cvs commit: src/contrib/gcc/config freebsd-spec.h

Daniel Eischen eischen at
Sun Aug 31 23:09:00 PDT 2003

On Sun, 31 Aug 2003, David O'Brien wrote:

> On Mon, Sep 01, 2003 at 01:22:47AM -0400, Daniel Eischen wrote:
> > On Sun, 31 Aug 2003, David O'Brien wrote:
> > 
> > > On Sun, Aug 31, 2003 at 03:38:52PM -0700, Daniel Eischen wrote:
> > > > deischen    2003/08/31 15:38:52 PDT
> > > > 
> > > >   FreeBSD src repository
> > > > 
> > > >   Modified files:
> > > >     contrib/gcc/config   freebsd-spec.h 
> > > >   Log:
> > > >   Remove -pthread as a compiler option.  It was deprecated 2.5 years
> > > >   ago, but not removed.
> > > >   
> > > >   No reply from:  threads, kan, obrien
> > > 
> > > Please back this out.
> > 
> > Unlike the patch I sent to you, this doesn't take anything
> > off a vendor branch; I realized it wasn't necessary.
> If we are going to loose "-pthread" for 5.x, your patch is still wrong --
> it creates a 35-line diff to the FSF sources that is unnecessary and
> makes maintenance of GCC that much harder.  I just *know* that CVS will
> barf hard on the next GCC import.
> What you want to do can be done with only a 3-line diff.  Given the extra
> maintenance issue that GCC is (and I've never seen you participate on the
> GCC mailing lists), it would have been nicer if you had sent a reminder
> about your patch and made it perfectly clear it wasn't an FYI, but an "I
> intend to commit this".

Well, that was the intent of the first email.  gcc does not
have a MAINTAINER any longer, and I didn't get any reply from
you or kan...

> > The first part of the patch I sent (gcc/config.gcc) should be
> > forwarded back to FSF and we can bring it back in from a future
> > import.  I did not commit that part of the patch.  I only committed
> > to freebsd-spec.h which I can see from the logs has been modified
> > at other times without being imported from GCC.
> It still needs to be maintainer WRT the FSF GCC sources so that required
> changes can be brought into our tree.  The person that committed that
> part of code into the FSF GCC tree is proud of it and is our greatest
> ally of those active in GCC development.  That alone means we should have

I am not dissing any part of that code.  I simply wanted to
remove -pthread and saw that others had made changes in
the same file (plus no response from you or kan).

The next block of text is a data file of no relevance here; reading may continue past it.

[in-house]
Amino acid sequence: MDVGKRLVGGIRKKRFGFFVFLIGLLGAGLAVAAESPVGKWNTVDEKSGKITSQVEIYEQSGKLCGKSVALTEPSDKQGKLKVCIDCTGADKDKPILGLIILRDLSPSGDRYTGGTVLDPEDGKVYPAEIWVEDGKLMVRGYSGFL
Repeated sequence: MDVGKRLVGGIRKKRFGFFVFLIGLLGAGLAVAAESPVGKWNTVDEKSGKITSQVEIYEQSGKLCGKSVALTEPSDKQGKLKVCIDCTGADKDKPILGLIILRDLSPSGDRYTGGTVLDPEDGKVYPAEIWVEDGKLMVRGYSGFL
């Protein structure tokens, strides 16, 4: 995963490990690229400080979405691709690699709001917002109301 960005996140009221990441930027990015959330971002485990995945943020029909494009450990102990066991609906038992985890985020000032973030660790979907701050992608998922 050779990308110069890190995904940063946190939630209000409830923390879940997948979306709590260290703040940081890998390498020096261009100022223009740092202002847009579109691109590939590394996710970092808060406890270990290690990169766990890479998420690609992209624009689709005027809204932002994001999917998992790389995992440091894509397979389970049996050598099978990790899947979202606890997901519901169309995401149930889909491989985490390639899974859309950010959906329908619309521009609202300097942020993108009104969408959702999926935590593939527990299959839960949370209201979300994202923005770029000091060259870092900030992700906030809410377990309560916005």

> worked with issue out with him.  More indications you probably don't know
> the history of FreeBSD GCC development and should step more carefully
> when committing in src/contrib/gcc.
> > > remove this like this w/o coordinating with the code in the FSF repo.
> > 
> > Sure, we can coordinate, but I don't see a reason to hold
> > this up when all we are changing is a file that is already
> > off the vendor branch.  Coordinate all you want, but let's
> > move on :-)
> I hope my explanations above show why we shouldn't go quickly in our own
> direction on this saying "damned the FSF code".  On a vendor branch or
> not, gross changes to vendor sources makes it harder to import the next
> vendor version, and surely you want GCC 3.3.2 in FreeBSD when it comes
> out.

No, you showed me that when I want your attention, all I have
to do is commit to contrib/gcc.  It seems to be a quicker way
to get a response :-) :-)

> > > {Net,Open}BSD and Linux all accept the "-pthread" option.  By removing
> > > support for it we are the odd man out on accepted GCC options.  You also
> > 
> > {Net,Open}BSD have it because they had the same problem with
> > libc_r (it couldn't be linked with libc).  Since when did Linux
> > get this hack and why?
> I don't know when Linux get it, go read the FSF GCC CVS logs.  Here is
> what is in /usr/src/contrib/gcc/config/linux.h:
>     #define LIB_SPEC \
>       "%{pthread:-lpthread} \
> with Linux on Sparc and PowerPC/RS6000 also adding:
>     #define CPP_SUBTARGET_SPEC \
>       ...
>       %{pthread:-D_REENTRANT}
> The GCC documentation also document that RS6000/PowerPC targets will all
> accept "-pthread".
> > Why do we have to get stuck with this option and lumped-in
> > with {Net,Open}BSD and Linux?  Why are not other OSes also in
> > the same lump?
> Because people write Makefile's targeting multiple OS's.

Well, we have multiple thread libraries and -pthread doesn't
allow for that.  Having it just causes more problems than
not having it.

> > > break Makefile compatibility with FreeBSD 4.x.
> > 
> > How?  libgcc?  It doesn't need -lc_r or -pthread since it
> > uses weak symbols.
> For one, don't forget people use the GCC ports and the stock sources from
> the FSF -- we don't need the system compiler to be the old man out.  If
> you really want to de-support "-pthread" there are two ways to go about
> it.  (1) starting with some GCC version, (2) starting with targeting a
> particular FreeBSD version.  For instance we could either say that GCC
> 3.4 does not accept "-pthread" for any FreeBSD target.  Or we could say
> that GCC targeting RELENG_5 does not accept "-pthread".  It should be
> clear which is being chosen and the repercussions.

RELENG_5 should not support it.  We need to get rid of
it ASAP so we can work on getting our ports free of it
and making them work with other thread libraries.

How do we accomplish this quickly?

> Second, are you saying that in RELENG_4, I don't need to link with libc_r
> and not libc?  That is what "-pthread" does for me in RELENG_4.

Actually, I was thinking about RELENG_5 Makefile compatabilitly
with regard to building libgcc, but now that you bring
the subject up...

Can't you use the same approach in RELENG_4 for libgcc as
RELENG_5?  libgcc under 5.x just has weak references to
pthread_foo() which get resolved when strongly referenced
by other things.  Won't this work in 4.x?  Since they are
weakly referenced, they don't need to be linked to libc_r.

Dan Eischen

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